by Matt Juniper
Artist: Vampire Weekend
Release: Modern Vampires of the City (2013)
Rating: 4.5 / 5
Vampire Weekend have always been a paradox. They’re endlessly accessible yet incredibly polarizing. They’re upper class intellectuals with lyrical content that tends to border on the juvenile and sometimes even on the nonsensical. They’re a sheltered group of Columbia students making music that takes influence from the global south. And they’re a band seemingly tailor-made for hipster music snobs, yet they are just so incredibly uncool (and I mean this – I often find people listing their favourite bands will lower their voice to a whisper or accelerate their pace as they mention VW).
Perhaps most importantly, they’re a band that on the surface appear to be a one-trick pony in terms of sound yet they have now produced three incredibly engaging albums. While I immensely enjoyed their debut I felt that even that album offered so little variety over its 11-song track-list that I believed we would have long ago grown weary of Vampire Weekend. With ‘Contra,’ they managed to change everything and nothing at the same time and they proved me wrong.
And so here we are, with ‘Modern Vampires of the City’ presenting another incredibly stupid album title and twelve songs that draw heavily from the band’s signature sound while simultaneously sounding like an enormous departure from anything they have done before. It was billed as darker and the lyricism certainly is (it’s all impending death, ticking clocks and existentialism) but the music itself is as sunny as ever (minus Hudson).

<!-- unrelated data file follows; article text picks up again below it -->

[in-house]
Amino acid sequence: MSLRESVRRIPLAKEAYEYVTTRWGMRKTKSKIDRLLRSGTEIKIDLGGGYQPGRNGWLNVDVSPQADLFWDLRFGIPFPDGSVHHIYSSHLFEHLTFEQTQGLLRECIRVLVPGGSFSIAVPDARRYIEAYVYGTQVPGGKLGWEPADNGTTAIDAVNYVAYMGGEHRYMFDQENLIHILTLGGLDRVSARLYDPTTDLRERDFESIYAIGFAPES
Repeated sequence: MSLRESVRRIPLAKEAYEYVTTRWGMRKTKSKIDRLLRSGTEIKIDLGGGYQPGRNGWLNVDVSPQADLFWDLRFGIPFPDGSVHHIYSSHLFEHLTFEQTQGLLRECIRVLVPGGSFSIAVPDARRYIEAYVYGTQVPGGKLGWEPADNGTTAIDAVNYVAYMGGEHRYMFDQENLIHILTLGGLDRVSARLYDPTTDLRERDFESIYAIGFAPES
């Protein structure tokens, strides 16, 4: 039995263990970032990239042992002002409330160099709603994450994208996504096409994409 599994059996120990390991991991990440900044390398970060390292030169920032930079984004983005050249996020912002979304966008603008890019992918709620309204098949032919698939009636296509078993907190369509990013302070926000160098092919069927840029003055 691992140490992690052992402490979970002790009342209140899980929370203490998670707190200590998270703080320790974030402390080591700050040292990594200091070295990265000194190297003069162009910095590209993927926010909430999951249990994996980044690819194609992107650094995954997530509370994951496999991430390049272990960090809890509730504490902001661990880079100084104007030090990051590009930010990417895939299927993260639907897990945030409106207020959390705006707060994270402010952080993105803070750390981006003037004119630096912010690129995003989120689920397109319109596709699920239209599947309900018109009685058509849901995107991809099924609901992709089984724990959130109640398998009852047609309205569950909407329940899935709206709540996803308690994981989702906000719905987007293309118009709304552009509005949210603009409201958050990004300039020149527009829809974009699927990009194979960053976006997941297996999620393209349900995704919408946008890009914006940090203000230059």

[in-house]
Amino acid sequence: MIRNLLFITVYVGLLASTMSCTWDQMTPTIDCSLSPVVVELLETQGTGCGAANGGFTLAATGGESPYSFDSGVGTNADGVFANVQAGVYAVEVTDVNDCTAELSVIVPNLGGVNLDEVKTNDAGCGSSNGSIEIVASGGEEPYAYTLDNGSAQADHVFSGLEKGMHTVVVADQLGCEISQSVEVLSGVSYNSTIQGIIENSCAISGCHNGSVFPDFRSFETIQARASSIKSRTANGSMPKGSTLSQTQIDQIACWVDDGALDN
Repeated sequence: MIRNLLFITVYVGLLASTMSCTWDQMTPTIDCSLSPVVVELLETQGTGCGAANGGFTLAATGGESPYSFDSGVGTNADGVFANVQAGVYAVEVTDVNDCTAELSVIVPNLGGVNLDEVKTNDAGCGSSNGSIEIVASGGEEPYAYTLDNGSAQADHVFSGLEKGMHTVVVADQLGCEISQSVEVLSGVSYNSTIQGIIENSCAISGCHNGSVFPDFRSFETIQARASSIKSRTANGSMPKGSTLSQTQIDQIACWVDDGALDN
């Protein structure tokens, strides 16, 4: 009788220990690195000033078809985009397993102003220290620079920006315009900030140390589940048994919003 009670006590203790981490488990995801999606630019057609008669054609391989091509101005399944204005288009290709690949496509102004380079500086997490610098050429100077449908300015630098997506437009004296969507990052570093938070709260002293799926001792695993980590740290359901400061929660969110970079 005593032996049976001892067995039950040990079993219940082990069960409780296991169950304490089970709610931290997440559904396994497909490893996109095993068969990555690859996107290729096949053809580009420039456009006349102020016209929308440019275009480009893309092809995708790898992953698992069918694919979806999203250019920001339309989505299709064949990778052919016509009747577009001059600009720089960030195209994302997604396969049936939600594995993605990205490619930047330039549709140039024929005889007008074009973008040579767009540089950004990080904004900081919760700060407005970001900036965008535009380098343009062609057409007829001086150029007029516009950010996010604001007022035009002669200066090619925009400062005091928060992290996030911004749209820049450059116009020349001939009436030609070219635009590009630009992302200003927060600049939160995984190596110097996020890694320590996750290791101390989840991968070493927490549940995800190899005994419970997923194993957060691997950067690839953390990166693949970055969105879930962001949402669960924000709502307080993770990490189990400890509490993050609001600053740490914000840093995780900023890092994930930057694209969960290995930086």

‘Modern Vampires of the City’ offers a slightly more mature side of Vampire Weekend. Glossier production, songs big enough to fill a stadium and the most variety the band has produced on a single album to date. Hudson is dark and brooding, Diane Young swings like it’s the late 50’s, Finger Back pays tribute to their debut, Hannah Hunt breaks your heart and Unbelievers just plain rocks.
Watch the video below for Step which is lifted from “Modern Vampires of the City”.
Two things deserve particular credit here. The first is Koenig’s vocals. Ezra has a naturally appealing voice but has always struggled to control it. I like imperfect vocalists but I always thought Ezra could benefit from some vocal training. It seems he got it as he is nearly pitch perfect here. He fucks around a lot (see Diane Young) and he still struggles with higher notes (…’and you love the sea-ee!’) but for the most part it is smooth and consistent. Second – the production is just sublime. So clear it glistens but it never, ever feels overdone.
This is without a doubt Vampire Weekend’s most consistent effort to date.